CHAPTER XVI

GLADSTONE fully realised the fresh start that the Prince of Wales's illness had given him, and that he should now be employed at some post that would give him occupation and curtail his exuberant leisure was most important for the stabilization of the Throne. He resumed the discussion he had held with the Queen, which she had promised to think over, about his being ap- -pointed non-political Viceroy in Ireland, and sent her a portentous memorandum of about 3500 words, far the longest communication, it may safely be stated, that any Prime Minister had ever submitted to her. As preamble he suggested that the Prince should be furnished with des- -patches from the Foreign Office, which might rouse his interest in international relations; or he might be associated with the India Office. But such employment would be only sporadic, and something more solid was required. He filled in with a profusion of detail the scheme already outlined. It comprised the abolition of the Viceroy, whose tenure was political, and the appointment of the non-political heir to the Throne, with a Minister for Ireland, having a seat in the Cabinet. This office, thought Gladstone, would vastly increase the Prince's moral and social influence in London, and since he would reside in Ireland only during the winter months, he and his peerless wife could be in London to relieve his mother of those Court ceremonial duties in the summer, which, as she had repeatedly said, her health and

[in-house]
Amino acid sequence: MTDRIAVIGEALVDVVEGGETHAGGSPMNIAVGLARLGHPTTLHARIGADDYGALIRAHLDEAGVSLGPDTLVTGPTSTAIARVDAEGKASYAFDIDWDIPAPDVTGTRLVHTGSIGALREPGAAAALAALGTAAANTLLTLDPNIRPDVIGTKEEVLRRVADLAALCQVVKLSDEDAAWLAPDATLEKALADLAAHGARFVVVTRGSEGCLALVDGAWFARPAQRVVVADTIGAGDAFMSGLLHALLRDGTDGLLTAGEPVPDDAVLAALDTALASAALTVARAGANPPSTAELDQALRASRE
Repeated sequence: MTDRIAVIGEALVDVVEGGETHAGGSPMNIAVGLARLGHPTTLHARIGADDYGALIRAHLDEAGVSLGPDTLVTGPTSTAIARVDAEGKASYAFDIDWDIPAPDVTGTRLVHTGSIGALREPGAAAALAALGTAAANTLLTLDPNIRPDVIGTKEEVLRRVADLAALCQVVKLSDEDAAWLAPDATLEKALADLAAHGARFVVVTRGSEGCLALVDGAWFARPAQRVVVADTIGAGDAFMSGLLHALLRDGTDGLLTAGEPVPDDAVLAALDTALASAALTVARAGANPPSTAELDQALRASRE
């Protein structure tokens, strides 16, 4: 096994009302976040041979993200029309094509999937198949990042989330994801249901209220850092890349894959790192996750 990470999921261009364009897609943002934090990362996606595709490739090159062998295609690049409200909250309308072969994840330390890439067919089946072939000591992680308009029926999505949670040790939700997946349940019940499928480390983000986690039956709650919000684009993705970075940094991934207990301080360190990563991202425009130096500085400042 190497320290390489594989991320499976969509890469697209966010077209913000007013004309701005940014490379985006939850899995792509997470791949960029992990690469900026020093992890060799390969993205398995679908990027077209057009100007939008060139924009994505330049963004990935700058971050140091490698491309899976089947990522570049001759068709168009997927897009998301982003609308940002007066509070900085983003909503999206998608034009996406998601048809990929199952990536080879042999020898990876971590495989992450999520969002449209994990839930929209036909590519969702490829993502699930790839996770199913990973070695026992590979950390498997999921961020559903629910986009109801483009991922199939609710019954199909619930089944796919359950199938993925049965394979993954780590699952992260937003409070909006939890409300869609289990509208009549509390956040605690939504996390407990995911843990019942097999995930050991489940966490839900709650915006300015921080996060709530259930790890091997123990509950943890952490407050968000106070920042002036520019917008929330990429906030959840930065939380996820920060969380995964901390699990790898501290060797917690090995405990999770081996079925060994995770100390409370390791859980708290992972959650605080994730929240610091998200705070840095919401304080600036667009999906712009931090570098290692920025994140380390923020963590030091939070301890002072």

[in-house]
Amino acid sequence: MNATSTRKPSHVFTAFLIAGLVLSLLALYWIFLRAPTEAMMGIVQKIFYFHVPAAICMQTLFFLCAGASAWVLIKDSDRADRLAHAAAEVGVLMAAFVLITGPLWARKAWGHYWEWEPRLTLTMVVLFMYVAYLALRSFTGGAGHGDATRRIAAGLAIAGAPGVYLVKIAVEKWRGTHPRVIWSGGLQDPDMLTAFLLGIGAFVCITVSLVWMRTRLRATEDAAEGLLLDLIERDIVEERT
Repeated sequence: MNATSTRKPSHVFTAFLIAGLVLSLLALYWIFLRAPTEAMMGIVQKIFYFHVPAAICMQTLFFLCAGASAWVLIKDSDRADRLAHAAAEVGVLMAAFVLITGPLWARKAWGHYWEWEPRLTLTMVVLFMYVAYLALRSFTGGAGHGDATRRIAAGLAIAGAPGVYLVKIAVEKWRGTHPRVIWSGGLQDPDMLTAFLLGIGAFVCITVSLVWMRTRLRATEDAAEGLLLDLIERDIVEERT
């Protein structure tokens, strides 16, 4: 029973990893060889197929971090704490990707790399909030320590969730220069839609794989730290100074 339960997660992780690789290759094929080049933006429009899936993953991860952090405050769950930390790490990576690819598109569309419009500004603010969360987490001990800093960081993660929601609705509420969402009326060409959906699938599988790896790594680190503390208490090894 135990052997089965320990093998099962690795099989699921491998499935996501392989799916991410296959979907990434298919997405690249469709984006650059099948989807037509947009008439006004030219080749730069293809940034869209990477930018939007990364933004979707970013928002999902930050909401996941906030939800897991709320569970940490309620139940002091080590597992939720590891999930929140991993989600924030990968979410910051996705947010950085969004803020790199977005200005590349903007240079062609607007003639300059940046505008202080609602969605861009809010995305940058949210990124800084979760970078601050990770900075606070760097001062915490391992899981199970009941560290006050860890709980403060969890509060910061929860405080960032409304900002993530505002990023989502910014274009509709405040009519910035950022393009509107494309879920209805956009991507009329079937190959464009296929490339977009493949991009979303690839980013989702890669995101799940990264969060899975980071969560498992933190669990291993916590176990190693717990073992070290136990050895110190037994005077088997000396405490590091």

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Queen Victoria
Table of contents

Table of contents

  • Title Page *
  • List of Illustrations *
  • Note *
  • Chapter I 1
  • Chapter II 15
  • Chapter III 32
  • Chapter IV 49
  • Chapter V 66
  • Chapter VI 74
  • Chapter VII 97
  • Chapter VIII 117
  • Chapter IX 142
  • Chapter X 158
  • Chapter XI 168
  • Chapter XII 186
  • Chapter XIII 203
  • Chapter XIV 218
  • Chapter XV 239
  • Chapter XVI 263
  • Chapter XVII 277
  • Chapter XVIII 306
  • Chapter XIX 335
  • Chapter XX 357
  • Chapter XXI 383
  • Index 399
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